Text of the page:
And that should tell us something. Several things, in fact. One is that the photographs that we do have must be working not merely in respect to the event being recorded, and not merely to reproduce that event, but rather in respect to a larger economy of images, one where they provide visions, or reminders, of social relations that are needed to fill out a larger conception of the world as picture. Another is that the visual encounter, and the virtual festival, might be doing more than we realize, for example, by stimulating imaginative reconstructions of events as if we were experiencing them through our full sensorium. (This is in part a psychological question, which I’ll leave to the scientists, but it also could be an interpretive claim.) A third point is that a specific image may seem more profound to some viewers (me, for example) as it comes to approximate the conventions of the Western fine art pictorial tradition. Most important, however, photography’s limitations when it comes to festivals could also provide a way of thinking about the role of ritual in human affairs.
And so we get back to the photograph above. It gives us a more institutional sense of theatricality, and with that, a basis for serious reflection on the relationship between drama and life. The guys in the picture are not merely villagers out of role, but rather acting like experienced troupers long accustomed to waiting backstage. And they are backstage, which provides a reverse shot on the explicit theatricality of the festival while miming a type of social theory developed by Erving Goffman and others.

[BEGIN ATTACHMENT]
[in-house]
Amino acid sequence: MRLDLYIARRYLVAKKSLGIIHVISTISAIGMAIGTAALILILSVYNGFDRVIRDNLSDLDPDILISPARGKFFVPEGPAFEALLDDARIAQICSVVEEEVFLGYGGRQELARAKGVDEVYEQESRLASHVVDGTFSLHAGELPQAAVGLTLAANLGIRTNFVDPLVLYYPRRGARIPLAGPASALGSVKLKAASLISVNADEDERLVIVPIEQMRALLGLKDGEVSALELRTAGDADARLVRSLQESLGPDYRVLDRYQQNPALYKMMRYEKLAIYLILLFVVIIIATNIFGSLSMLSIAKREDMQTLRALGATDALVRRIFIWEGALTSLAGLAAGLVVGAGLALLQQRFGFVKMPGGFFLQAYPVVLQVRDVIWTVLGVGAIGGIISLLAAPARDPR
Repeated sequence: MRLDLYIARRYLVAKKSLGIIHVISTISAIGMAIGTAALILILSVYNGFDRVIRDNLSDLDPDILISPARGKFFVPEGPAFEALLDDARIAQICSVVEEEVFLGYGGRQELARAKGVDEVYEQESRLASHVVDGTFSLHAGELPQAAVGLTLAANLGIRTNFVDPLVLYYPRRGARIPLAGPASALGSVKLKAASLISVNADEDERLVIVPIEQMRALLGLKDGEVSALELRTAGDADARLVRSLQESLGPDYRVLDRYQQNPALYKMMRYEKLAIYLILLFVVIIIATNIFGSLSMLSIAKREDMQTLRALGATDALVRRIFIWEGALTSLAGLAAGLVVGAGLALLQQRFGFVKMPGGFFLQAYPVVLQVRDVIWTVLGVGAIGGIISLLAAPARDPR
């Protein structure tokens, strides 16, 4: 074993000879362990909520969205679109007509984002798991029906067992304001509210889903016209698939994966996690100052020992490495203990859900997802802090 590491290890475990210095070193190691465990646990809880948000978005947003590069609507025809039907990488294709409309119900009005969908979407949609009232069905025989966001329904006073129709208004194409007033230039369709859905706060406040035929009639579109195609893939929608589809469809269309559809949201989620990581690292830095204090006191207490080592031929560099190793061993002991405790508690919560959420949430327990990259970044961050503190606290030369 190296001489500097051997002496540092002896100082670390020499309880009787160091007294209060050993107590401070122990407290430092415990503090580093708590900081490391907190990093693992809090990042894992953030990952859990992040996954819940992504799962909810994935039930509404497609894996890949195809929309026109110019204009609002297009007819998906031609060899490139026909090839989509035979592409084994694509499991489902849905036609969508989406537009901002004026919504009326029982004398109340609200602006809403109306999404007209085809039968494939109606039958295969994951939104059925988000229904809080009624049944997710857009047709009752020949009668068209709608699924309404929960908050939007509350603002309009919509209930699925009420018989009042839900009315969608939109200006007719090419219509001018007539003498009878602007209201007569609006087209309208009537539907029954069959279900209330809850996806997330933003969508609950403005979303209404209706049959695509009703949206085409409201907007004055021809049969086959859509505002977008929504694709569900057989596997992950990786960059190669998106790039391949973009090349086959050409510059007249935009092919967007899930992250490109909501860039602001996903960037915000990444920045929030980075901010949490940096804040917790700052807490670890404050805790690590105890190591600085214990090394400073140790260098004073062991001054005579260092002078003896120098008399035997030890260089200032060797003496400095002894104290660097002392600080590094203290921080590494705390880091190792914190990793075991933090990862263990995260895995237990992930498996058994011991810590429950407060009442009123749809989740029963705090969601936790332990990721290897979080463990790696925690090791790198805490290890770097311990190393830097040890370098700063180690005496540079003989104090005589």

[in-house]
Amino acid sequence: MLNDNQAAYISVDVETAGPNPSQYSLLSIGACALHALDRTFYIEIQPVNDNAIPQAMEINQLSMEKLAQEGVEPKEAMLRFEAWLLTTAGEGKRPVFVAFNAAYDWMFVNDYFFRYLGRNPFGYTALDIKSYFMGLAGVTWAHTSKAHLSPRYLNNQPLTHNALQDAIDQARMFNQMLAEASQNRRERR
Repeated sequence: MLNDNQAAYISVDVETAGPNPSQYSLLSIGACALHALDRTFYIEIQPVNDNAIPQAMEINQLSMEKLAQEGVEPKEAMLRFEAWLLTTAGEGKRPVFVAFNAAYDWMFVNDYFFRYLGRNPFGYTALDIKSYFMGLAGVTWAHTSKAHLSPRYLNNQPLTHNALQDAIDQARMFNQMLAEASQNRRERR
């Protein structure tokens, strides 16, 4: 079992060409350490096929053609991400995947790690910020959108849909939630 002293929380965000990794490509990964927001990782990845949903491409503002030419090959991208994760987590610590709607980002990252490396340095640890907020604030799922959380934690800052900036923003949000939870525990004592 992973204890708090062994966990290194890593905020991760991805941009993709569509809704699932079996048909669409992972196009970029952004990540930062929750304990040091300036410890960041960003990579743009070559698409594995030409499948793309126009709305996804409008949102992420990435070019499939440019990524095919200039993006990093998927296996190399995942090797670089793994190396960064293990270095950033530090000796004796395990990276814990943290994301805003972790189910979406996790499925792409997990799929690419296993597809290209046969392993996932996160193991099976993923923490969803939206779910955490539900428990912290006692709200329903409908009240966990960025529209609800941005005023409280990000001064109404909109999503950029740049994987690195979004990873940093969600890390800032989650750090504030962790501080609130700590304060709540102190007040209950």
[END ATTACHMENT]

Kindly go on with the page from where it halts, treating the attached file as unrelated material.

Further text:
And there is more: they are arrayed as if on stage, but in the sense of being posed for a painting. The four arched spaces could have been taken from a renaissance alterpiece, one now updated to include Hindu saints. Or they could be statues on a cathedral, giving us apostles, angels, and perhaps a defiant gargoyle on the inner left. Krisha has no need of a cathedral, of course, but some of his viewers might need a little help in seeing what is right in front of their eyes.
If you go back through the slide shows on Holi and the other festivals, it turns out that there are quite a few backstage shots. The photographers are doing what they have to do to file the story to compete in a marketplace of attention, but they are doing more than that as well. Precisely because the photo above is so static and composed, it gives us some insight into the carnival’s celebration of excess, play acting, and role reversals.
Or perhaps more than one insight. On the one hand, human beings are always on stage, always acting, always in character even when no one is supposed to be looking. And if waiting is part of the frenzy, then likewise the madness that is supposed to be released during the festival is always with us, no matter how mundane ordinary life may seem. On the other hand and at the same time, we retain an ability to step back, be still, carefully look at one another, and marvel at the strange, beautiful, fallen angels before us, just as they look and marvel at us. Indeed, all the distractions of color and action might be there in part to avoid seeing how much can be seen in ritual repose.
So look again. Notice that those in the photograh are not only being looked at, they also are looking: at others outside the frame, inwardly, and at us. As we study them, they study us, each mirroring the other.
Photograph by Manish Swarup/Associated Press.